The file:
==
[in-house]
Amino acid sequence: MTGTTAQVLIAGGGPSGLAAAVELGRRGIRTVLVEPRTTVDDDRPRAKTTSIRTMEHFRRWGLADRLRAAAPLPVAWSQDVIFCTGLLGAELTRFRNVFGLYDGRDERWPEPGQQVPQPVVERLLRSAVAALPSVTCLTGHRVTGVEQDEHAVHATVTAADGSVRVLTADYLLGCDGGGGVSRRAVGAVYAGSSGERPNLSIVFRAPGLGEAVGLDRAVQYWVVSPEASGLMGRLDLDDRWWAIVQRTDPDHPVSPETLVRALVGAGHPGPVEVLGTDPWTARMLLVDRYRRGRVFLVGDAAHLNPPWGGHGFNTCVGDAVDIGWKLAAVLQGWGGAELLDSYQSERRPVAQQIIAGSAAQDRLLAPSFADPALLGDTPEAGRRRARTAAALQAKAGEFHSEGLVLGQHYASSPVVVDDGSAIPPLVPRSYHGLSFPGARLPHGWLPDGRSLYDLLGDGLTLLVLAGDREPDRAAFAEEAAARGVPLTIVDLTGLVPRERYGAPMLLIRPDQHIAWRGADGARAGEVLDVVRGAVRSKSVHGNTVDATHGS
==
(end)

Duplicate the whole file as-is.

[in-house]
Amino acid sequence: MTGTTAQVLIAGGGPSGLAAAVELGRRGIRTVLVEPRTTVDDDRPRAKTTSIRTMEHFRRWGLADRLRAAAPLPVAWSQDVIFCTGLLGAELTRFRNVFGLYDGRDERWPEPGQQVPQPVVERLLRSAVAALPSVTCLTGHRVTGVEQDEHAVHATVTAADGSVRVLTADYLLGCDGGGGVSRRAVGAVYAGSSGERPNLSIVFRAPGLGEAVGLDRAVQYWVVSPEASGLMGRLDLDDRWWAIVQRTDPDHPVSPETLVRALVGAGHPGPVEVLGTDPWTARMLLVDRYRRGRVFLVGDAAHLNPPWGGHGFNTCVGDAVDIGWKLAAVLQGWGGAELLDSYQSERRPVAQQIIAGSAAQDRLLAPSFADPALLGDTPEAGRRRARTAAALQAKAGEFHSEGLVLGQHYASSPVVVDDGSAIPPLVPRSYHGLSFPGARLPHGWLPDGRSLYDLLGDGLTLLVLAGDREPDRAAFAEEAAARGVPLTIVDLTGLVPRERYGAPMLLIRPDQHIAWRGADGARAGEVLDVVRGAVRSKSVHGNTVDATHGS